“Israeli society seems dominated by nationalist discourse propagated by the government” – that’s a blatant lie. Totally expected from a European activist.

      10. Each party to the conflict must be afforded the right to argue for its own vision of the future with impunity.

      Palestinian Arabs are arguing that Jews have no right to have a homeland in Palestine for about100 years now. To tell the truth – whatever they have to say about their vision of the future is of no interest at all, since it won’t include the state of Israel.

      >There are still political groups that advocate the destruction of Northern Ireland as an entity, and yet there has been an end to violence, discrimination, checkpoints etc.

      There is a bit of difference between destruction of Northern Ireland and destruction of Israel. These territories does not have a same international status, to begin with.

      >A strong desire to end conflict on all levels must be expressed by all sides.

      Oh, such desire is most clearly expressed by Arabs – all they need to end this conflict is mere few days, after which the Palestine could be declared Judenfrei and the conflict would end, naturally.

      >Israel requires a fundamental societal shift to achieve circumstances in which other visions are given space for peaceful expression.

      Yet another lie. Even two lies – author is implying that it is malevolence of Israeli Jews, which is fueling the conflict, while peaceful Arabs are ready to accept their Jewish brethren any day.

      Reply to Comment
      • cpublishing

        Endless points of nonsense. Anything substantial, fascist?

        Reply to Comment
    2. shmuel

      Good article Gary, thank you.

      Trapassor,
      Palestinian Arabs are not denying Jews equal rights in Palestine. If the new immigrants would come as normal human beings and not as cowboys stealers…

      Reply to Comment
      • XYZ

        You mean that Palestinians want Jews to have “equal rights” like the people in Syria, Iraq, Lebanon, Algeria, Egypt, etc, etc, do?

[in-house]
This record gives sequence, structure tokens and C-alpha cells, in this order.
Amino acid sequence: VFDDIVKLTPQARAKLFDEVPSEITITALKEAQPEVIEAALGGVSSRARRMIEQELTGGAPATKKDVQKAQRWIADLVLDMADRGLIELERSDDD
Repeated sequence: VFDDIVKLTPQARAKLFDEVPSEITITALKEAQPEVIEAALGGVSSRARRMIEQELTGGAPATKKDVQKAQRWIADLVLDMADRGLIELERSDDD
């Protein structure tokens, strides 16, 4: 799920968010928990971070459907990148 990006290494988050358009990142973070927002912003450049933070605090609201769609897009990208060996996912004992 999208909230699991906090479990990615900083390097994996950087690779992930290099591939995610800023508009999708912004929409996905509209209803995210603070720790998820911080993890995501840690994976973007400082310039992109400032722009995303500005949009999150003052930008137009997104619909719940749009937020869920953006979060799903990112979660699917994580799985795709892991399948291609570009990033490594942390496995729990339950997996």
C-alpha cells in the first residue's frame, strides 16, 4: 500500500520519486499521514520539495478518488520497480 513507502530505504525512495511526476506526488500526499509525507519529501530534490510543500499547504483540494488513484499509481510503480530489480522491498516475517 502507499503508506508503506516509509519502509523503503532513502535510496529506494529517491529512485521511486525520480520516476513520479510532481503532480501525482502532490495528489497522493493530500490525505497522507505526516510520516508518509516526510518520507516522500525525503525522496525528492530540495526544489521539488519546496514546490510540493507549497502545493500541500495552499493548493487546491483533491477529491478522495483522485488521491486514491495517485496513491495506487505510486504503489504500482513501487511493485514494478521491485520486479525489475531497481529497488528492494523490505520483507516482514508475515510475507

There was an article in the New York Times saying how the number of “blasphemy” prosecutions against Christians regardong the State Religion, Islam, in Egypt have increased dramatically. Does this show the the Egyptians as giving “equal rights” to their Christian minority? DO you think Palestinians have less zeal for their religion than do Egyptians and wouldn’t persecute Jews the same way?

        Reply to Comment
        • carl

          Historically Pals are one of the most secular populations in the Middle East, although the “Barbarians image” fits your attempt to keep justifying the occupation of their land. Btw, Syrians, Iraqis & co are under Syrian, Iraqi dictatures, while the Palestinians live under a foreign occupation: a little particular in your “barbarian fabricated world”, an important fact for the local human beings.

          Reply to Comment
          • XYZ

            Interesting how you say that being a devout Muslim is being a “barbarian”, something I never said.
            Egyptians, in the period of British domination and through the Nasser period were more ideologically secular than the Palestinians ever were, particularly among the more educated and wealthier sectors of society, yet look at them today. Also please explain why the local Muslim Brotherhood branch, called HAMAS has the level of popularity that it does. It is probabaly no less than the level of support for the MB in Egypt.

            Reply to Comment
          • Leen

            You can be a devout Muslim and a secular.
            I know many religious Muslims who keep religion to themselves and don’t have any desire to see Islam in the government.

            Reply to Comment
          • XYZ

            This seems to be the crux of the political struggle going on in the Muslim countries of the Middle East today. You are quite right….many religiously observant Muslims do not want Islamist governments. Alhtough, in Egypt, the MB and Nour-Salafists together got something like 75% of the vote in the parliamentary elections, Mursi, the MB candidate got far less in the following Presidential election. The problem is that the Islamists believe that a secular gov’t CAN NOT bring social justice and national development because they are ignoring what they believe to be the divine law. MB thinker Sayyid Qutb believed that secular gov’ts were comparable to the “jahiliya”-chaotic time before the rise of Islam, even if the population was Muslim. The MB and Salafists are not going to give up this belief easily and I see many years of conflict ahead over this cardinal issue.